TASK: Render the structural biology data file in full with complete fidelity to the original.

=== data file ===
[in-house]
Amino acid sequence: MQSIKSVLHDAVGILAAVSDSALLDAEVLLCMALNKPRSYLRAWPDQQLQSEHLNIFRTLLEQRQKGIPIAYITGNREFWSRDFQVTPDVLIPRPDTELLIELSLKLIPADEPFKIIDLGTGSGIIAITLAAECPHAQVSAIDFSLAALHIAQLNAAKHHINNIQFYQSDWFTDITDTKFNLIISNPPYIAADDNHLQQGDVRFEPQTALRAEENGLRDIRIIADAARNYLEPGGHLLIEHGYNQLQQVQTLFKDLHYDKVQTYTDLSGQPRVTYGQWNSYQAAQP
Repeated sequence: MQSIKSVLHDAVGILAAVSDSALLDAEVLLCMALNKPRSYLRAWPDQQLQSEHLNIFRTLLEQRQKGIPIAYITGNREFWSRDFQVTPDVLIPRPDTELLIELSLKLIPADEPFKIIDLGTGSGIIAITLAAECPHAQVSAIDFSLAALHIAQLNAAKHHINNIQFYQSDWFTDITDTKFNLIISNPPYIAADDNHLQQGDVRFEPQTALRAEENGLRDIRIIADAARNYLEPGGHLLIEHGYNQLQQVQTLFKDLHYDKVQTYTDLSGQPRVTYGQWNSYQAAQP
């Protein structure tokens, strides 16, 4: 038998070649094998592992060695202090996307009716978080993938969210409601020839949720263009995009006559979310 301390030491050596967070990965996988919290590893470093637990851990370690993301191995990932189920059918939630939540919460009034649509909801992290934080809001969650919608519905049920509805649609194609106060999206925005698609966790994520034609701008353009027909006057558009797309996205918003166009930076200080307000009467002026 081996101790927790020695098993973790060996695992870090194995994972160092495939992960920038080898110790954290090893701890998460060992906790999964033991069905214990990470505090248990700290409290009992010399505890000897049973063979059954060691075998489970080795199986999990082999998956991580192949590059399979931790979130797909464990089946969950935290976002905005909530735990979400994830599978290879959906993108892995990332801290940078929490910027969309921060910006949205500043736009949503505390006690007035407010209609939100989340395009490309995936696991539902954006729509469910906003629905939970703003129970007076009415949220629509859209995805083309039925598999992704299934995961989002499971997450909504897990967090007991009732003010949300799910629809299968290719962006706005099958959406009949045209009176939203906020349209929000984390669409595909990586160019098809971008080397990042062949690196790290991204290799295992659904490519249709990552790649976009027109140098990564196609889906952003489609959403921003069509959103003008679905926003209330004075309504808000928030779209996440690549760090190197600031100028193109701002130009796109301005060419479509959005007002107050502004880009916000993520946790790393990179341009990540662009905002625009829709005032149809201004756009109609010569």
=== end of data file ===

[in-house]
Amino acid sequence: MQSIKSVLHDAVGILAAVSDSALLDAEVLLCMALNKPRSYLRAWPDQQLQSEHLNIFRTLLEQRQKGIPIAYITGNREFWSRDFQVTPDVLIPRPDTELLIELSLKLIPADEPFKIIDLGTGSGIIAITLAAECPHAQVSAIDFSLAALHIAQLNAAKHHINNIQFYQSDWFTDITDTKFNLIISNPPYIAADDNHLQQGDVRFEPQTALRAEENGLRDIRIIADAARNYLEPGGHLLIEHGYNQLQQVQTLFKDLHYDKVQTYTDLSGQPRVTYGQWNSYQAAQP
Repeated sequence: MQSIKSVLHDAVGILAAVSDSALLDAEVLLCMALNKPRSYLRAWPDQQLQSEHLNIFRTLLEQRQKGIPIAYITGNREFWSRDFQVTPDVLIPRPDTELLIELSLKLIPADEPFKIIDLGTGSGIIAITLAAECPHAQVSAIDFSLAALHIAQLNAAKHHINNIQFYQSDWFTDITDTKFNLIISNPPYIAADDNHLQQGDVRFEPQTALRAEENGLRDIRIIADAARNYLEPGGHLLIEHGYNQLQQVQTLFKDLHYDKVQTYTDLSGQPRVTYGQWNSYQAAQP
């Protein structure tokens, strides 16, 4: 038998070649094998592992060695202090996307009716978080993938969210409601020839949720263009995009006559979310 301390030491050596967070990965996988919290590893470093637990851990370690993301191995990932189920059918939630939540919460009034649509909801992290934080809001969650919608519905049920509805649609194609106060999206925005698609966790994520034609701008353009027909006057558009797309996205918003166009930076200080307000009467002026 081996101790927790020695098993973790060996695992870090194995994972160092495939992960920038080898110790954290090893701890998460060992906790999964033991069905214990990470505090248990700290409290009992010399505890000897049973063979059954060691075998489970080795199986999990082999998956991580192949590059399979931790979130797909464990089946969950935290976002905005909530735990979400994830599978290879959906993108892995990332801290940078929490910027969309921060910006949205500043736009949503505390006690007035407010209609939100989340395009490309995936696991539902954006729509469910906003629905939970703003129970007076009415949220629509859209995805083309039925598999992704299934995961989002499971997450909504897990967090007991009732003010949300799910629809299968290719962006706005099958959406009949045209009176939203906020349209929000984390669409595909990586160019098809971008080397990042062949690196790290991204290799295992659904490519249709990552790649976009027109140098990564196609889906952003489609959403921003069509959103003008679905926003209330004075309504808000928030779209996440690549760090190197600031100028193109701002130009796109301005060419479509959005007002107050502004880009916000993520946790790393990179341009990540662009905002625009829709005032149809201004756009109609010569």